Title:
ZINC OXIDE POWER BLENDS, THEIR PRODUCTION AND USE
Kind Code:
A1


Abstract:
This disclosure provides sunscreen products that contain metal oxide powders having discrete size distributions. Metal oxide powders include, for example, zinc oxide and titanium dioxide. Sunscreen products made in accordance with the principles of this disclosure contain metal oxide powders having primary particle sizes of about 10-30 ran and about 50-200 nm.



Inventors:
Schlossman, David (Short Hills, NJ, US)
Shao, Yun (Belle Mead, NJ, US)
Application Number:
12/302772
Publication Date:
12/31/2009
Filing Date:
10/23/2006
Assignee:
KOBO PRODUCTS INC. (South Plainfield, NJ, US)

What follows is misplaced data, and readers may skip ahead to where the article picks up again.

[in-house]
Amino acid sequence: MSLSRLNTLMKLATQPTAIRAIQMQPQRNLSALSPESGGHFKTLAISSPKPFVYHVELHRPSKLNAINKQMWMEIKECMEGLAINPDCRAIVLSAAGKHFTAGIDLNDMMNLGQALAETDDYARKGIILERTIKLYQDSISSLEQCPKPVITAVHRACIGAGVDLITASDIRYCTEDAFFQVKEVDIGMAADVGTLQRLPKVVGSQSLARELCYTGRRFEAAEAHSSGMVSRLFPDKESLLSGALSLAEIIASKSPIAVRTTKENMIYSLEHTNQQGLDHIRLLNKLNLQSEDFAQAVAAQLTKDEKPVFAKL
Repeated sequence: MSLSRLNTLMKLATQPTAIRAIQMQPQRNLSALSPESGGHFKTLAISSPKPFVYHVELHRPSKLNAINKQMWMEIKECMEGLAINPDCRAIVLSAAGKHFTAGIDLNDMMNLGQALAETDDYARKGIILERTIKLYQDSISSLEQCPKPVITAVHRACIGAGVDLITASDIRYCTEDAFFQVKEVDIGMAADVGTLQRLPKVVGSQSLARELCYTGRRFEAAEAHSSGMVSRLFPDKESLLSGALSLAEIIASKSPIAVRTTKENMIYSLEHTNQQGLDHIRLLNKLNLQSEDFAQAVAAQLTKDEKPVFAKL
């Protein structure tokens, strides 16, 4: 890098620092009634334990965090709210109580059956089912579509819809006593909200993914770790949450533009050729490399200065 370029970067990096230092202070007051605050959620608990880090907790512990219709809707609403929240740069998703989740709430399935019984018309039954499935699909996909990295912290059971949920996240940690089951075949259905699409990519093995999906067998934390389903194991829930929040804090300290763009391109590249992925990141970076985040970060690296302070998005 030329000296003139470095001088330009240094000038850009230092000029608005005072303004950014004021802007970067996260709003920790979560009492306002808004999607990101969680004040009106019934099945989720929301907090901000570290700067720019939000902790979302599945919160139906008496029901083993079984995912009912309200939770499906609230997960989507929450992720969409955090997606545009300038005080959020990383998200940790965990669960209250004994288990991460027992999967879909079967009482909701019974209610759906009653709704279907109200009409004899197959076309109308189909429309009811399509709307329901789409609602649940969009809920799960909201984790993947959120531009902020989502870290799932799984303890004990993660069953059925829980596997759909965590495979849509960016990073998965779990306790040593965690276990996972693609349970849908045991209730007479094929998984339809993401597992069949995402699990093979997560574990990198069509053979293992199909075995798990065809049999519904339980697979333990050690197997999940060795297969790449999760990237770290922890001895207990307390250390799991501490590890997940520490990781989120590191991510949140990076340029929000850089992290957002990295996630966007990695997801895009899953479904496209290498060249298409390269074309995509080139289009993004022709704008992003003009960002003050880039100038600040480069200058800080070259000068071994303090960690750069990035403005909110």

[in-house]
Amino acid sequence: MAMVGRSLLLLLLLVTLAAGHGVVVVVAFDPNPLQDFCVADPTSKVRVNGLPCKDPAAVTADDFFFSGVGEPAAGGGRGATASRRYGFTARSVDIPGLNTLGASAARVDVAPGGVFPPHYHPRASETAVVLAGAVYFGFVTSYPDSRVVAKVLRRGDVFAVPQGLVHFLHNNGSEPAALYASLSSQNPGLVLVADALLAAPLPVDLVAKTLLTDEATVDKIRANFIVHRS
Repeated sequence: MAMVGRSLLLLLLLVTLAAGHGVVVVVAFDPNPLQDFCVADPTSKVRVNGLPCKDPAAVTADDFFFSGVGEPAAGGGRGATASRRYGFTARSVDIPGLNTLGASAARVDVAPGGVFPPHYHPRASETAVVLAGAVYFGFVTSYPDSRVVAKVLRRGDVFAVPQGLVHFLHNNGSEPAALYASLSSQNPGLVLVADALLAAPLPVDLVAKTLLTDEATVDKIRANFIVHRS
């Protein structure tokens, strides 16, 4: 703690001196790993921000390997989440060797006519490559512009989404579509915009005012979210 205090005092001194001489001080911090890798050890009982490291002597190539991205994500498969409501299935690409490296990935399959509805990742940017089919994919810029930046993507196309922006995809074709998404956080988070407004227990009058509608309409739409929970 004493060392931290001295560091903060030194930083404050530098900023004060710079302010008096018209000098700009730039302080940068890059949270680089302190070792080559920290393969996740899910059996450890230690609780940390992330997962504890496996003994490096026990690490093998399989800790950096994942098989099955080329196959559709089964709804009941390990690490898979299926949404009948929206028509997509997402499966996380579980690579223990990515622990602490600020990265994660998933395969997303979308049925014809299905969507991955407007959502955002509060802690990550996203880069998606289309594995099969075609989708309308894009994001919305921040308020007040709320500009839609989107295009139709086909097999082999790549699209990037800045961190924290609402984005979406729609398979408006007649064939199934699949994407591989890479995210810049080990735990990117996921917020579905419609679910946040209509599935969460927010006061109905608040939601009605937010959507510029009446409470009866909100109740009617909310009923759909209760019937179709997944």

Primary Class:
Other Classes:
424/59
International Classes:
A61K8/04; A61K8/27; A61Q17/04
View Patent Images:



Primary Examiner:
JUSTICE, GINA CHIEUN YU
Attorney, Agent or Firm:
Handal & Morofsky LLC. (Norwalk, CT, US)
Claims:
What is claimed is:

1. A sunscreen product comprising a dispersion of a first zinc oxide powder having a first primary particle size and capable of attenuating ultraviolet radiation, and a second zinc oxide powder having a second primary particle size and capable of attenuating ultraviolet radiation, wherein said first and second primary particle sizes provide a bimodal particle size distribution and wherein said sunscreen product is substantially transparent to visible light.

2. A sunscreen product comprising a dispersion of a first metal oxide powder having a first primary particle size of less than 30 nm and a second metal oxide powder having a second primary particle size of 50-260 nm, and wherein said sunscreen product is substantially transparent to visible light.

3. The sunscreen product of claim 2, wherein said first metal oxide powder and said second metal oxide powder is zinc oxide.